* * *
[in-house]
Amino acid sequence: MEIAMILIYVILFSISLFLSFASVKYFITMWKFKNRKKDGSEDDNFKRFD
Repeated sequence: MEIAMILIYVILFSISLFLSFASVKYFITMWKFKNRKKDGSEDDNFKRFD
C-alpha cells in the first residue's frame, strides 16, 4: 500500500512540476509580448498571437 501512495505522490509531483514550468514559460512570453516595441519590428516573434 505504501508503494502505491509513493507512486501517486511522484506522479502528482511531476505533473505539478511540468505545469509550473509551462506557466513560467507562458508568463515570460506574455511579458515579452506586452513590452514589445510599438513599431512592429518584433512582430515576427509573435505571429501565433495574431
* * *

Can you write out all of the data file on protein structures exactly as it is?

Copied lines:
[in-house]
Amino acid sequence: MEIAMILIYVILFSISLFLSFASVKYFITMWKFKNRKKDGSEDDNFKRFD
Repeated sequence: MEIAMILIYVILFSISLFLSFASVKYFITMWKFKNRKKDGSEDDNFKRFD
C-alpha cells in the first residue's frame, strides 16, 4: 500500500512540476509580448498571437 501512495505522490509531483514550468514559460512570453516595441519590428516573434 505504501508503494502505491509513493507512486501517486511522484506522479502528482511531476505533473505539478511540468505545469509550473509551462506557466513560467507562458508568463515570460506574455511579458515579452506586452513590452514589445510599438513599431512592429518584433512582430515576427509573435505571429501565433495574431